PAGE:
MISSOULA — Seventy organizations are requesting Endangered Species protections for Western wolves in response to Montana’s new laws that increase wolf hunting and trapping, including the use of snares.
On Thursday, a coalition of 70 conservation, animal welfare and indigenous groups filed a formal petition with the U.S. Fish and Wildlife Service requesting that wolves be relisted. They cite “inadequate regulatory mechanisms” in Montana, Idaho and Wyoming and the fact that few wolves have moved out to occupy other Western states.
“Wolves remain completely absent from suitable habitats or perilously close to extinction in many western states, and the handful of states surrounding Yellowstone National Park are now driving the larger populations toward extinction — endangered species listing — by ramping up wolf killing and stripping away hunting and trapping regulations in Montana, Idaho, and Wyoming,” said Erik Molvar, Western Watersheds Project executive director.
Montana Fish, Wildlife & Parks used to be considered a fairly responsible agency when it came to predator management. When the northern Rocky Mountain wolf population was delisted in 2011, Montana was the first state to publish a science-based wolf management plan that was approved by the U.S. Fish and Wildlife Service, followed by Idaho.
Wolves weren’t delisted in Wyoming until 2017 because the state did not use science-based management, allowing people to shoot wolves on sight.
But this year, with Greg Gianforte as governor, a few western Montana legislators decided to take wildlife management into their own hands instead of allowing FWP to use science and a public process.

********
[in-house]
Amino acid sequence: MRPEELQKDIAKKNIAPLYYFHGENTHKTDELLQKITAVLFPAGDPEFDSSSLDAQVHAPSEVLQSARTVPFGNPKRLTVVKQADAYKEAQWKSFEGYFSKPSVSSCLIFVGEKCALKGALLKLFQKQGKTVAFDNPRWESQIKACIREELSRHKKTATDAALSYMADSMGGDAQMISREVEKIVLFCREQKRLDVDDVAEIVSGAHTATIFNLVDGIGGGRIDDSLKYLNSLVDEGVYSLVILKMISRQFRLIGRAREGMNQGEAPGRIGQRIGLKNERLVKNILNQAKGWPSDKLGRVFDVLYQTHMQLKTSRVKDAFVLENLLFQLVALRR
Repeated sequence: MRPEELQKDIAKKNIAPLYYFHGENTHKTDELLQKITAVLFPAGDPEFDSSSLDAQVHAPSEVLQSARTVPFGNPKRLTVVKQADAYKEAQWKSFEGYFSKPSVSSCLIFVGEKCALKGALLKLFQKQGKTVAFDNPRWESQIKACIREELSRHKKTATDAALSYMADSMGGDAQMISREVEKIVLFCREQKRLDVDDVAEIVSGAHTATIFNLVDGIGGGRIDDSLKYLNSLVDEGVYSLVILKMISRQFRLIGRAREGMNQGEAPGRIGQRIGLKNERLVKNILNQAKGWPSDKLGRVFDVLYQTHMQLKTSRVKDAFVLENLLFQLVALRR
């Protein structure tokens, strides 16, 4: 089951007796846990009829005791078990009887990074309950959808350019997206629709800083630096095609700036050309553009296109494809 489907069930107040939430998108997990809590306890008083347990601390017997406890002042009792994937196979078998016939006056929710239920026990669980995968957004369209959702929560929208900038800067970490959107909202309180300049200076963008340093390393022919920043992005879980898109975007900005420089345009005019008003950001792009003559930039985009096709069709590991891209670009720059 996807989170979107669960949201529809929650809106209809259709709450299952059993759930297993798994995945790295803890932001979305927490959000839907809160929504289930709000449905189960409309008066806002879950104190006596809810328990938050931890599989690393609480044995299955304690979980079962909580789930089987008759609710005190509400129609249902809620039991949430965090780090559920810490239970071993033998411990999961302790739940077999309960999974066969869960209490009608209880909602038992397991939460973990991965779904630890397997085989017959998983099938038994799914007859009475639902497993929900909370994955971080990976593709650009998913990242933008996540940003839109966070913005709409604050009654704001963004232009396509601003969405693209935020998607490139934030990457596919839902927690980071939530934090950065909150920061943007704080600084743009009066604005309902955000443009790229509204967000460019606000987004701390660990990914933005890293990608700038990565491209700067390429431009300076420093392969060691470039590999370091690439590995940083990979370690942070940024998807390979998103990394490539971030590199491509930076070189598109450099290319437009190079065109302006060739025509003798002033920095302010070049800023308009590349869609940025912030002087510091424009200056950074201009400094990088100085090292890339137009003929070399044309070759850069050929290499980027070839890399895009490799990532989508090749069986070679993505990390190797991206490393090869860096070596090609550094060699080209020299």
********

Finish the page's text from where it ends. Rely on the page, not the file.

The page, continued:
Under the justification of needing to protect elk, Montana Republicans, led by Rep. Paul Fielder, R-Thompson Falls, passed a handful of bills targeting wolves, including one that lengthened the trapping season, one that allows baiting and spotlighting at night, and one that approved snares, which had previously been banned in Montana due to its inhumane method of killing and the increased probability of catching other wildlife species.
Hunters and trappers had previously killed about a third of the wolf population each year, but now that could easily exceed 50%, which could cause the population to plummet over the course of a few years. Because the methods are now in law instead of agency policy, the agency cannot stop the seasons as it could before through the commission process.
Meanwhile, Idaho lawmakers passed a bill that would allows hunters and private contractors to kill 90% or more of that state’s wolves.
As a result, the 63-page petition highlights scientific findings of multiple threats facing wolves in the West, including unregulated hunting in several states, poaching, genetic problems associated with low population levels, fragmented habitats and disease. All of these could potentially reduce populations below critical levels from which they can’t recover.
“For these reasons, the signatory organizations and our members urge you to move swiftly to protect the Western DPS of gray wolves before it is too late. There is ample scientific evidence that this species is facing significant threats throughout significant portions of its range, and wolves need Endangered Species Act protection to avoid a second extinction in the wild,” the petition concluded.
The petition starts a process that requires the U.S. Fish and Wildlife Service to study the situation and then issue a “90-day finding,” which indicates whether enough scientific and commercial information has been presented to justify federal protections. After that, the agency could move forward with further analysis and a final ruling.
Contact reporter Laura Lundquist at email@example.com.